Transient Response Analysis: Time and Cost Effective Battery Assessment

Commentary Contributed by Dong Woon Kim, M.Sc., Engineer, McScience, Inc.

June 6, 2018 | Electrochemical impedance spectroscopy (EIS), also called Frequency Response Analysis (FRA), is widely used for detailed analysis of battery capability. EIS is a non-invasive technique used to assess secondary battery performance and electrochemical characteristics by measuring resistance and capacitance at various frequencies.

Figure 1. Bode Plot of EIS Analysis

EIS applies an input signal to the cell to be measured at various frequencies and returns the impedance characteristics of the cell. Repeating this process over time can produce a times series of results. The typical output of an EIS test is a Bode Plot showing real and imaginary components of impedance by frequency applied.

The Nyquist plot of the same results can show internal resistance components of the cell. The high, mid and low frequency outputs are indicative of the cell’s series resistance, charge-transfer resistance and diffusion resistance respectively.

The EIS technique can provide valuable measurement and performance data about the electrochemical, resistive and capacitive behavior of a cell. However, there is a price to pay for this level of detailed information:

  • Figure 2. EIS Internal Resistance Components

    In a multiple cell test environment a high-quality programmable signal source is required for each cell to be tested simultaneously, leading to high system cost.

  • Alternatively a multiplexer can be used with a single programmable signal source, however the tests need to be executed in series, leading to significantly longer test times, and the channel multiplexer adds to overall system cost.
  • In the low frequency range the impedance measurement is highly time-consuming.
  • EIS testing needs to be done independent of charge-discharge cycling, reducing the information possible if this data was available.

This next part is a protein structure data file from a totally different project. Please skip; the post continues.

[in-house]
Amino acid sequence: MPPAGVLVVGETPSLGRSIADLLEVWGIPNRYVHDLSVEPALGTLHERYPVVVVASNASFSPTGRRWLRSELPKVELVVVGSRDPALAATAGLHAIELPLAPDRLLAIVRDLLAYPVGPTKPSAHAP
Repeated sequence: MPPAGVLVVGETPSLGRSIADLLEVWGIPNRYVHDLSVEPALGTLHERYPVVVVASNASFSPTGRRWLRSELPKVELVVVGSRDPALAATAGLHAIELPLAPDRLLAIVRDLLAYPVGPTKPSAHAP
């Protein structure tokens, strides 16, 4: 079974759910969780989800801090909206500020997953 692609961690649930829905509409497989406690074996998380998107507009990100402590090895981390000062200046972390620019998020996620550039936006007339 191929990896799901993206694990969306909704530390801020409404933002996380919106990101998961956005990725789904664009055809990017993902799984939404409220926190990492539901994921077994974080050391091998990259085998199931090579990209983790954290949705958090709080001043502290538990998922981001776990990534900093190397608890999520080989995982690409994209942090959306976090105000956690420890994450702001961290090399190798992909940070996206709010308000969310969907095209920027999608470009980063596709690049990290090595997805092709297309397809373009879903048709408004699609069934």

An alternative method for detailed cell testing is Transient Response Analysis (TRA). This method expands on the idea of DC resistance measurement of a cell by measuring resistance over varying time scales, down to microseconds. Such measurement can capture the dynamic components of the cell and also provide additional information from that provided in the EIS method.

The actual TRA method is to:

  • Apply a constant current step to a cell.
  • Measure the voltage response signal as a function of time.
  • Calculate internal resistance with respect to time by dividing the change in voltage at a given time by the current step applied.

TR results are shown in the plots below indicating change of voltage and current over time, and to the right the high-speed dynamics of the cell with a logarithmic time scale.

Figure 3. TR Result Plots

While EIS testing only returns the impedance value at the measured frequency at a given state of charge (SOC), the TRA method can measure resistance by executing the current step during charge and discharge, as well as in the ‘turning on’ and  ‘turning off’ steps. This produces four different types of TR results at a given SOC level, which may be able to reveal previously unknown dynamics within a cell.